TPM News

The top Mormon in the Democratic party weighed in today on the top two Mormons in the Republican party, both of whom are running for President. And he has a strong preference for one over the other.

Asked by a reporter at his weekly Capitol press conference Tuesday afternoon if the country is ready for a Mormon President, Senate Majority Leader Harry Reid (D-NV) pivoted to pure Mitt Romney bashing.

"I feel very comfortable that they're not ready for the former Governor of Massachusetts," he said. "In that race, if I had a choice I would favor [Jon] Huntsman over Romney. But I don't have a choice in that race."

Reid explained his stance, challenging Romney's integrity.

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by Marian Wang, ProPublica

The banking industry stands to lose billions in debit card transaction fees after losing one of its biggest lobbying battles this year--but for the banks, that was just Round One. 

The industry had for months lobbied lawmakers to kill or delay regulations limiting the fees that banks get from retailers whenever a debit card is used. Earlier this month, a bill to delay the rules failed to pass in the Senate--disappointing the banks and delighting retailers who will save some revenue to either pocket, pass on to consumers in lower prices, or spend on their businesses some other way.

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by Marian Wang ProPublica

In the wake of Fukushima, story after story has been published about the cozy relationship between Japan's nuclear industry and its regulators: Japanese nuclear regulators extended the use of reactors despite concerns about equipment upkeep and left key safety measures to the initiative of plant operators, as many have reported in the months since.

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Troubled by Gov. Chris Christie's (R) deep cuts to education spending and his push to cut state employees' benefits, a plurality of voters in the Garden State now disapprove of the the governor's job performance, according to a Quinnipiac poll released Tuesday.

That finding comes as Christie and his allies in the state legislature are pushing through sweeping changes to public workers' benefits, including a big increase in the amount of money employees must directly pay toward pension and health programs. Those proposed changes prompted hundreds of people to protest outside the State House in recent weeks, and now, it seems they've also dragged down the approval rating of a governor who was once quite popular with his constituents.

In the poll, 47% of registered voters said they disapproved of Christie's job performance, compared to 44% who said they approved of it. Though Christie's approval rating is barely underwater, it's still the worst showing he's ever posted in Quinnipiac's surveys, continuing a downward trend that began most markedly at the start of this year when Christie began to push for deep budget cuts and sweeping changes to public employees' benefits.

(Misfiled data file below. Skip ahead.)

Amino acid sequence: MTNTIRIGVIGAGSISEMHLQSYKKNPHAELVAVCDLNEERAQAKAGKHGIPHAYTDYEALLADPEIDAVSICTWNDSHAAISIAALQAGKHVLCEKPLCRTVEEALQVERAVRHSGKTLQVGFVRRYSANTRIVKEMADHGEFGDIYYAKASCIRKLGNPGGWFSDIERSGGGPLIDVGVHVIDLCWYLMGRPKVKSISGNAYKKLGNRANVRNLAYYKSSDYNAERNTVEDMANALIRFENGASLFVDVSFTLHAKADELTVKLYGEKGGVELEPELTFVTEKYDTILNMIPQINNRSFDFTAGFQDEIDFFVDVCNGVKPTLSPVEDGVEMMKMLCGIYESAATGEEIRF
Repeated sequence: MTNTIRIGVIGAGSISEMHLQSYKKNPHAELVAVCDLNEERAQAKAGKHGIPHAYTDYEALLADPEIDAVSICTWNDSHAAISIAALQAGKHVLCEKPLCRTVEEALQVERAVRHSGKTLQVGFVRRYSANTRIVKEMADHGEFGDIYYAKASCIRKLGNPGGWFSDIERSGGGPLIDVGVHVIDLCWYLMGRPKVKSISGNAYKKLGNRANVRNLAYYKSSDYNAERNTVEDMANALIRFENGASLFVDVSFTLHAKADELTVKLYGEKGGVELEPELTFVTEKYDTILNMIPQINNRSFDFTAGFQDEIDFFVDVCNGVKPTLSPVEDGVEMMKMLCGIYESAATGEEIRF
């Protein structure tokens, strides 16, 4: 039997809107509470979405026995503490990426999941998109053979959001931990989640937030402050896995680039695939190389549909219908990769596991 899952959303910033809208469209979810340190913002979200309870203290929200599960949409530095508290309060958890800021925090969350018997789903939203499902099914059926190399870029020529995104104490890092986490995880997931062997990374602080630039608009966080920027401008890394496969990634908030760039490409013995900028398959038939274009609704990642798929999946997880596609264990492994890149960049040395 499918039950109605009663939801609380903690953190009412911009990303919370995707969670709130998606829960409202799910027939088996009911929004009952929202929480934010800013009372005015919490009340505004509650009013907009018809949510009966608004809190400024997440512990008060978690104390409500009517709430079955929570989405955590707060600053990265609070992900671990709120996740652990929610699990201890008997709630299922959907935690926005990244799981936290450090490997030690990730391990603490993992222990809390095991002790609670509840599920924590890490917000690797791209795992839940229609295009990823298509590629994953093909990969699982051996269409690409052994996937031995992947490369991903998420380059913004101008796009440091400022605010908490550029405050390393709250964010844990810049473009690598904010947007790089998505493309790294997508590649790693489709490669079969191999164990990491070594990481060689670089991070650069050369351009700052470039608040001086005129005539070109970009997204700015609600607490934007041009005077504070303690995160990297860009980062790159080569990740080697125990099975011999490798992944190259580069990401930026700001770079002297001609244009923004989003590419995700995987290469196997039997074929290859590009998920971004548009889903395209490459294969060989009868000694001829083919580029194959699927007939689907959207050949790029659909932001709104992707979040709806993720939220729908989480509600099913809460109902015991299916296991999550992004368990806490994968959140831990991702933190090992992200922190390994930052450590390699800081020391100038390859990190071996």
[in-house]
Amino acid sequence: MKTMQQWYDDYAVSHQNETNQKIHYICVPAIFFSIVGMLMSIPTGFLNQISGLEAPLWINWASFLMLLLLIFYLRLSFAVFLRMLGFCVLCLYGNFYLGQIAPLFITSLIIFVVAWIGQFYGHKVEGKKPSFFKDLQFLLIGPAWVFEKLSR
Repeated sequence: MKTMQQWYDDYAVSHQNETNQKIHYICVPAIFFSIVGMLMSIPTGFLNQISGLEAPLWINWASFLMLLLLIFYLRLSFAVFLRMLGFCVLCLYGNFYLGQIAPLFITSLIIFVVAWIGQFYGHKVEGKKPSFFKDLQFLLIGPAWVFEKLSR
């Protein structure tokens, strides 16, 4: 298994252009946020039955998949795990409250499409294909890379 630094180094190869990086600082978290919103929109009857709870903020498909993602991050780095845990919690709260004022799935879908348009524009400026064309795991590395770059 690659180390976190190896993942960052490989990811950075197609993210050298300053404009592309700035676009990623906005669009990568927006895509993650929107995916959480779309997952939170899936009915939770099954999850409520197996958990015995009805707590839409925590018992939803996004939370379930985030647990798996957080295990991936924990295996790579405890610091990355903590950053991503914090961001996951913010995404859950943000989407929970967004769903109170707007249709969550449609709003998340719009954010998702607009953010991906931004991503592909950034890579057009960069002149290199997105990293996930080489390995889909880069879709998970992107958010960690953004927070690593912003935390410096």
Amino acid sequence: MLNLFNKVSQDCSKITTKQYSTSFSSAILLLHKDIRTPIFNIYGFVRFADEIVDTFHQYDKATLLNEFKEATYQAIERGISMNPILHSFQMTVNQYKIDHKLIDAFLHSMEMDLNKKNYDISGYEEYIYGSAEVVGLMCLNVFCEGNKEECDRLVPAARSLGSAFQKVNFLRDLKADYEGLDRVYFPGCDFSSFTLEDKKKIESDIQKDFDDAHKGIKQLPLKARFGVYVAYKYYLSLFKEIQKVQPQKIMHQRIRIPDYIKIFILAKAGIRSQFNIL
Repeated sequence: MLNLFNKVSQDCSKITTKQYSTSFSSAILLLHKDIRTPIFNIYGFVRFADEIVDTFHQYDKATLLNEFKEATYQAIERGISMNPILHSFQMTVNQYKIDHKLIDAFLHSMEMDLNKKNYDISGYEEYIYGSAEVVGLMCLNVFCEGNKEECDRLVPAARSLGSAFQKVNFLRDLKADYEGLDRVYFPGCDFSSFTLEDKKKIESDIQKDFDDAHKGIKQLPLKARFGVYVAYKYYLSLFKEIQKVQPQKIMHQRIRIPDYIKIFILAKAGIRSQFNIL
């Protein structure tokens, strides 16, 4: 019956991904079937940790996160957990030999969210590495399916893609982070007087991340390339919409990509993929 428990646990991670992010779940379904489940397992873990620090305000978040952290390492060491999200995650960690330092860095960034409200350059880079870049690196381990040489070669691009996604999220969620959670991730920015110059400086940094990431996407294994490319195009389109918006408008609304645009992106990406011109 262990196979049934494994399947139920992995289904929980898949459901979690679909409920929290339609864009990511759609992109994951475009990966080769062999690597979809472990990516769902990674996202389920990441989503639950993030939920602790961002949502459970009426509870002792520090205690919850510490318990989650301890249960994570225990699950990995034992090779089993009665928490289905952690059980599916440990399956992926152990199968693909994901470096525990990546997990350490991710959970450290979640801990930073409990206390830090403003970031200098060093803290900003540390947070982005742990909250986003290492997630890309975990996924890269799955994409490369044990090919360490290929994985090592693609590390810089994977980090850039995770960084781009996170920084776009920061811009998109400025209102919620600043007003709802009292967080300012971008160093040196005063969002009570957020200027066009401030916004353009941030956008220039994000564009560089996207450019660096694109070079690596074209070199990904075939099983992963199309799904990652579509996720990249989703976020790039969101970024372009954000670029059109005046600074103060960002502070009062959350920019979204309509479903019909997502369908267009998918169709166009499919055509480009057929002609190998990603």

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House Majority Leader Eric Cantor (R-VA) says raising the debt limit should be a one-time deal this Congress, exposing a rift between House and Senate GOP leadership, and putting the squeeze on Democrats to agree to vast, unpopular spending cuts within the next two weeks.

"I don't see how multiple votes on a debt ceiling increase can help get us to where we want to go," Cantor told reporters at his weekly Capitol briefing. "It is my preference that we do this thing one time."

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New Gingrich's struggling presidential campaign has suffered another setback as members of his fundraising team called it quits on Tuesday, according to the AP.

The AP reported that campaign spokesman R.C. Hammond confirmed fundraising director Jody Thomas and fundraising consultant Mary Heitman stepped down from the campaign.

Via the AP:

People familiar with Gingrich's campaign spending say his fundraising has been weak since he launched his bid and that he has racked up large travel bills. They spoke on condition of anonymity because they were not authorized to talk openly about campaign inner workings.

Those defections are the latest blow to Gingrich's campaign, which already suffered a mass defection just weeks earlier when 16 top aides simultaneously jumped ship.

Sen. John McCain (R-AZ) pleaded with GOP colleagues Tuesday not to tie President Obama's hands when it comes to U.S. military action in Libya, reminding them it could come back to haunt future Republican presidents.

"We are all entitled to our opinions about Libya policy, but here are the facts: [Libyan leader Muammar] Qaddafi is going to fall. It is just a matter of time. So I would ask my colleagues: Is this the time for Congress to turn against this policy?" he said in a lengthy statement on the Senate floor. "Is this the time to ride to the rescue of a failing tyrant when the writing is on the wall that he will collapse?"

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